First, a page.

Emma Boynet (piano)
The Complete Solo 78-rpm Recordings and Fauré LPs
APR 6033 [82:42 + 82:15]
APR’s The French Piano School series is going from strength to strength, unearthing rare recordings of pianists, many who seem to have migrated off the radar. One such is Emma Boynet (1891-1974). You’ll find hardly anything about her on the internet; a Wikipedia entry amounts to a measly three lines, and she gets only the briefest of mentions in Charles Timbrell’s French Pianism – A Historical Perspective. You’ll never be let down by APR’s documentation. They’ve enlisted one of their regulars - Frédéric Gaussin, whose writing I’ve always found detailed, scholarly and insightful. There’s an eleven page biography, which I found tremendously valuable as I’d no previous knowledge of this pianist.
Boynet was born in Paris to a father who “loathed” music and a “very musical” mother. Thus, her early groundings in piano were made by stealth. Progress was rapid and she eventually entered the Paris Conservatoire where she studied with Isidore Philipp. She made her debut in 1912 and was praised for her “penetrating sound (and) her sparkling technique”. Her progress was halted by the War, but she returned to performing in 1918. As well as a solo career, she performed chamber music and frequently collaborated with instrumentalists. She made quite a splash in the States, visiting on and off from 1934, and became a favourite of Serge Koussevitzky. She died in Paris in 1974. Boynet forged her reputation with French music, especially that of Gabriel Fauré.
The Pathé Recordings were set down in Paris in 1933 & 1934. The most impressive is Weber’s
Rondo brillante in E flat major 'La gaîté' Op 62, an example of Jeu Perlé at its finest, where the runs are fast, clean and even. Schubert’s
G flat Impromptu is earthbound and routine, lacking the poetry of Horowitz. It’s significant that Boynet records two pieces by Fauré in her very first recording session on 13 November 1933, including one of my favorites, the
Nocturne No. 4 in E flat, a reading ardently expressive. She was to return to the studios again with this in New York April 1952 for Vox. The
Impromptu Op. 31, No. 2 in F minor glistens with delicate, diaphanous fingerwork.
Boynet’s Victor recordings were made between 1934 and 1938. There a
Rondo from Haydn’s Piano Sonata in C taken at a breathless pace, but exuding vivacity and cheer. The same joyous smile imbues Chabrier’s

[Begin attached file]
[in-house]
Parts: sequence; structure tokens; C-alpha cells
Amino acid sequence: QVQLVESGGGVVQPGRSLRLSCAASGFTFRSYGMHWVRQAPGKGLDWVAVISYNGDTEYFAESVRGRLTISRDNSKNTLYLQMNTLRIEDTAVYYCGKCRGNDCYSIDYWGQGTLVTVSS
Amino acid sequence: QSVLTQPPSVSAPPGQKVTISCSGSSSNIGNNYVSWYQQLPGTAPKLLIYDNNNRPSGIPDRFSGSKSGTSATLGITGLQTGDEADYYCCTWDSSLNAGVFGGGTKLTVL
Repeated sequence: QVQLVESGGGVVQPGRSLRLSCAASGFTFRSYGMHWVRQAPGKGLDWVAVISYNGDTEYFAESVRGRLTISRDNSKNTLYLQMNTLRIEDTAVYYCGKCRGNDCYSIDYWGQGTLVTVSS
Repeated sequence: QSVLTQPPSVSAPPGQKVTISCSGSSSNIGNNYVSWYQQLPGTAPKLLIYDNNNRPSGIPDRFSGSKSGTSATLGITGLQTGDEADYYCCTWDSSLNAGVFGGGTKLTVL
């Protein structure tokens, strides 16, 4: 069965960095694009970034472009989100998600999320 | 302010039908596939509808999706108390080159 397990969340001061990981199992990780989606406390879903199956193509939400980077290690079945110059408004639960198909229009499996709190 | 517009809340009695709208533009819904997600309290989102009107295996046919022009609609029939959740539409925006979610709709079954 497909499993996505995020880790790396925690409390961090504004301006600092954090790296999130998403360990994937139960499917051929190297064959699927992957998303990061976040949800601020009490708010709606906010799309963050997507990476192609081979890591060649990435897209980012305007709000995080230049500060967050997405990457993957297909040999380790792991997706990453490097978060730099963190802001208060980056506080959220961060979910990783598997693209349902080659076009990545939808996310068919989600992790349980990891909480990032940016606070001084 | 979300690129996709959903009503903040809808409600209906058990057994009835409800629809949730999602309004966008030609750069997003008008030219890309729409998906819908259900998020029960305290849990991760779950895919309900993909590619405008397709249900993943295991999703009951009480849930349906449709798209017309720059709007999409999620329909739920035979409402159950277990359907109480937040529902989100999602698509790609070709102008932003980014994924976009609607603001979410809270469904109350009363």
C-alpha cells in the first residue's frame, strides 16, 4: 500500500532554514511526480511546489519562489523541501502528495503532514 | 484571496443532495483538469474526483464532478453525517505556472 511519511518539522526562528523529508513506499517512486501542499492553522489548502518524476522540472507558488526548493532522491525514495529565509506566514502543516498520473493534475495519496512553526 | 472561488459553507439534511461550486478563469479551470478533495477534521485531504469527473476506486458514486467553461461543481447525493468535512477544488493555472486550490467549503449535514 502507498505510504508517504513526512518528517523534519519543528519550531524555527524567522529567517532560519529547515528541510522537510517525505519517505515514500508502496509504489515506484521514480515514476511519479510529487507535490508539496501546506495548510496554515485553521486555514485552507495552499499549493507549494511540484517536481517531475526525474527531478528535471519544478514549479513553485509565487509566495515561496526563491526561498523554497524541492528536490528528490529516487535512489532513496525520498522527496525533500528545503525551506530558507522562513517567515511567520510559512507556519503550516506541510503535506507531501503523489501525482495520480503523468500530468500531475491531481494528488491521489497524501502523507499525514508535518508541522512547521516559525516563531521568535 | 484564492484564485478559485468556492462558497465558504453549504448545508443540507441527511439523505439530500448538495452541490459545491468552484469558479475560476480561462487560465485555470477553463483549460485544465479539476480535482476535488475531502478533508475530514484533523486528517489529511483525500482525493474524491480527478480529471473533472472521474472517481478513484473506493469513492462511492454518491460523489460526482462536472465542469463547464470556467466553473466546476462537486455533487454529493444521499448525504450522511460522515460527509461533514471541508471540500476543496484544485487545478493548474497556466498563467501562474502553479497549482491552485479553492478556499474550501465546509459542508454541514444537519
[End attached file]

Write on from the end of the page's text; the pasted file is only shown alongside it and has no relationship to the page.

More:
Bourrée fantasque. Debussy’s Les sons et les parfums tournent dans l'air du soir
is invested with swathes of impressionistic colour. Welcome are two lesser-knowns, Pierné’s
Nocturne en forme de valse and Séverac’s Baigneuses au soleil, both radiating sunlight and warmth. She includes two pieces by her teacher Isidore Philipp, of which
Feux Follets is the best with its sparkling cascades.
Her farewell to the studios took place in the early 1950s with her Fauré LP recordings. Over two sessions, 12 June 1950 in Paris and 23 April 1952 in New York, she returned to the composer she probably admired the most. Her Fauré recordings are wonderful. She plays the first six
Barcarolles. She performs them with elegance, graceful legato, rhythmic nuance and sensitive rubato. How well she portrays the gentle waves sending the gondola on its journey in
No. 4 in A flat, Op. 44. In No. 5 she captures the dark, troubled undercurrents. Admirable is the way she savours and projects the lyrical beauties of the
Trois romances sans paroles. Boynet selects six of the thirteen Nocturnes.
She enters fully into the mood of each with probing intensity. Sensitive application of pedal enables her to achieve myriad coloristic hues. There’s a wide dynamic range, too. Listen to the breathtaking pianissimos in
No. 1 in E flat, Op. 33. No. 4 in E flat, Op. 36 has an innocent simplicity, and I love the way she probes the inner depths of the less accessible
No. 7 in C sharp minor, Op. 74.
These recordings have been lovingly restored by Mark Obert-Thorn, and are deserving of the highest praise. As already mentioned, the documentation, in English and French, is exceptionally thorough. The Fauré recordings are the plums of the set and, for me, stand shoulder to shoulder with those of that other grande dame of the keyboard Germaine Thyssens-Valentin.
CD 1 [82:42]
The 78-rpm Recordings
Pathé Recordings, Paris 1933 &1934
1. SCHUBERT Impromptu in G flat major D899/3 (Op 90/3);
2. WEBER Rondo brillante in E flat major 'La gaîté' Op 62
3. FAURÉ Nocturne No 4 Op 36;
4. Impromptu No 2 Op 31;
5. FALLA Andaluza
Victor Recordings, New York, 1934 & 1938
6. BACH/PERRACHIO Allein Gott in der Höh sei Ehr BWV711;
7. HAYDN Rondo from Sonata in C major Hob XVI:48
8. CHABRIER Idylle;
9. Bourrée fantasque;
10. FAURÉ Barcarolle No 5 Op 66
11. DEBUSSY Les sons et les parfums tournent dans l'air du soir;
12. PIERNÉ Nocturne en forme de valse Op 40/2
13. PHILIPP Nocturne Op 90;
15. SÉVERAC Baigneuses au soleil
16. IBERT La marchande d'eau fraiche;
17. Le petit âne blanc
Polydor (France) Recordings, Paris. 1939
18-21. 4 Ancient Airs and Dances (transcribed by Isidor Philipp)
CD 2 [82.15]
The Fauré LP recordings 1950 & 1952
Vox Recordings, Paris 1950 & New York 1952
1-6. Barcarolles: No 1 in A minor, Op 26; No 2 in G major, Op 41; No 3 in G flat major, Op 42; No 4 in A flat major, Op 44; No 5 in F sharp minor, Op 66; No 6 in E flat major, Op 70
7-9. Trois romances sans paroles Op 17;
10. Improvisation Op 84/5
11. Clair de lune Op 46/2 (transcribed by Albert Périlhou)
12-17. Nocturnes: No 1 in E flat minor, Op 33/1; No 2 in B major, Op 33/2; No 3 in A flat major, Op 33/3; No 4 in E flat major, Op 36; No 6 in D flat major, Op 63; No 7 in C sharp minor, Op 74